Playing since 1991, Favre has always presented an all-or-nothing quarterback mentality that doesn't fly with modern-day NFL coaches.
Any future quarterback chasing this dubious mark will be cut long before they come close.
Wilt Chamberlain: 100 Points in a Game
Today, if a team can score 100 points in a game they stand a good chance of winning. On March 2, 1963, Wilt Chamberlain of the Philadelphia Warriors reached the century mark against the New York Knicks.
In 2006, Kobe Bryant did his best to challenge this unreachable record by scoring 81 points for the Los Angeles Lakers.
Nolan Ryan: Seven Career No-Hitters
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The "Ryan Express" threw his first no-hitter in 1973, and his last came during the 1991 season with the Texas Rangers.
The Texas native played for 27 seasons including stints with the Rangers, Astros, Mets, and Angels.
The closest pitcher on this list is Hall of Famer Sandy Koufax throwing four no-hitters with the Dodgers.
1995-1996 Chicago Bulls: 72 Wins In A Season
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Led by Michael Jordan and Phil Jackson, the 1995-1996 Chicago Bulls dominated the NBA with a remarkable 72-10 record on the season. The Bulls breezed by the previous mark of 69 wins set by the 1971-1972 Los Angeles Lakers.
The last franchise to chase this record was the Dallas Mavericks in 2006-2007, who finished with 67 victories on the season.
Wilt Chamberlin: 55 Rebounds in a Game
To think just a month ago, the nation was amazed when Kevin Love grabbed 31 rebounds in a game. On November 24, 1960, "Wilt the Stilt" hauled in 55 rebounds against the Boston Celtics.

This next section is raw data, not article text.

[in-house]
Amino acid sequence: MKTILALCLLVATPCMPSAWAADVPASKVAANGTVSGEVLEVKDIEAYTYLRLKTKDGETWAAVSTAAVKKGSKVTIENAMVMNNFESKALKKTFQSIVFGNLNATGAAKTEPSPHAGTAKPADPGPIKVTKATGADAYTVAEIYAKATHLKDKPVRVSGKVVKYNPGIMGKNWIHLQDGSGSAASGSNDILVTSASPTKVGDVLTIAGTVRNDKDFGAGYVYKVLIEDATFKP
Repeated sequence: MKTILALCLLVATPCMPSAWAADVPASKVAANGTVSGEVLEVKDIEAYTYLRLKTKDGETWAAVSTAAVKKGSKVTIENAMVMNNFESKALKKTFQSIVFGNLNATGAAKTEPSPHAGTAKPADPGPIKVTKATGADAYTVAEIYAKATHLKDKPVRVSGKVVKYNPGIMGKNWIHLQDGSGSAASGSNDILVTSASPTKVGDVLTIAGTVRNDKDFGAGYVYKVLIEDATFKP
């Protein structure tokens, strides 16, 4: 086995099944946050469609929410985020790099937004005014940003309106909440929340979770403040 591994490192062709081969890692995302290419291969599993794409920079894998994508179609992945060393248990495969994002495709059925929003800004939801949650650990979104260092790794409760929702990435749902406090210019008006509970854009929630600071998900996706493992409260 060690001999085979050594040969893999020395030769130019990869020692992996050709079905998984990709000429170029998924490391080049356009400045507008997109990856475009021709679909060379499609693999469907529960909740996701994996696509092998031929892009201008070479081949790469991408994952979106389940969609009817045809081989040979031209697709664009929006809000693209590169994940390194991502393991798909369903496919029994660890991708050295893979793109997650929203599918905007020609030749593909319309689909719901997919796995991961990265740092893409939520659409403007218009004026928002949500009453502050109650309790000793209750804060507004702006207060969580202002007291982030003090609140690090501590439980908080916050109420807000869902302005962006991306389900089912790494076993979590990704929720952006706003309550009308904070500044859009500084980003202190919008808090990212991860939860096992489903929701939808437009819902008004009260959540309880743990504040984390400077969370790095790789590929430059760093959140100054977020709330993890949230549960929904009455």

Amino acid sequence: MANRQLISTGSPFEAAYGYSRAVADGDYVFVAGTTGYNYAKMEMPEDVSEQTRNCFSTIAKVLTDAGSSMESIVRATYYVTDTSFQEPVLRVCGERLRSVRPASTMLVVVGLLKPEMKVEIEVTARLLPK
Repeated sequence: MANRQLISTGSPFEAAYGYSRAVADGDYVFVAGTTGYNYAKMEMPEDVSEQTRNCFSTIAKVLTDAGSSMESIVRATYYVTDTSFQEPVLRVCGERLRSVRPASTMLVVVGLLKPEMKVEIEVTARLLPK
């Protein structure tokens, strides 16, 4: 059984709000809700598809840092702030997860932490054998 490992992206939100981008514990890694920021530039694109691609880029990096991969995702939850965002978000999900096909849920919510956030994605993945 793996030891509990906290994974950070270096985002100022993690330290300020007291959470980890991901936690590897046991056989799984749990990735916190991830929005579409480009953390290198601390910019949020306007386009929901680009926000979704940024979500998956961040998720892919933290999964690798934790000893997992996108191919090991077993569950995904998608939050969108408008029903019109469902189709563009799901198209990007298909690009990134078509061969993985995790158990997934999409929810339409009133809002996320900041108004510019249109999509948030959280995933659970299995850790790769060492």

Chamberlain averaged 22.9 rebounds per game during his career.
This record is safe considering, any NBA team would be thrilled to grab 55 as a team during one game.
UCLA Basketball: 88 Consecutive Victories And Seven Straight NCAA Titles
Over the course of four years (1971-1974), the UCLA Bruins men's basketball team won an amazing 88 straight games. The streak came at the tail-end of a NCAA record seven consecutive national titles from 1967 until 1973.
Led by John Wooden, the Bruins put together one of the best decades of winning regardless of sport.
Currently, the Connecticut women's team sits at 87 consecutive victories. Don't be surprised if the women's mark is challenged in the future.
Lance Armstrong: Seven Straight Tour De France Victories
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Held since 1903, the Tour de France is the biggest national event in the sport of cycling. American Lance Armstrong won seven straight titles, surpassing the previous record set by Spaniard Miguel Indurain from 1999 and 2005.
The American icon won the three-week race every year from 1999 until 2005.
Prairie View A&M: 80 Consecutive Defeats
From 1989 until 1998, the Prairie View A&M Panther football team lost 80 consecutive games. The dubious mark almost doubled the previous record held by Columbia University of 44 consecutive loses.
With reduced scholarships available at the FBS level, talent and parity can be found at all levels of collegiate football. This nearly 10-year losing streak will never be touched.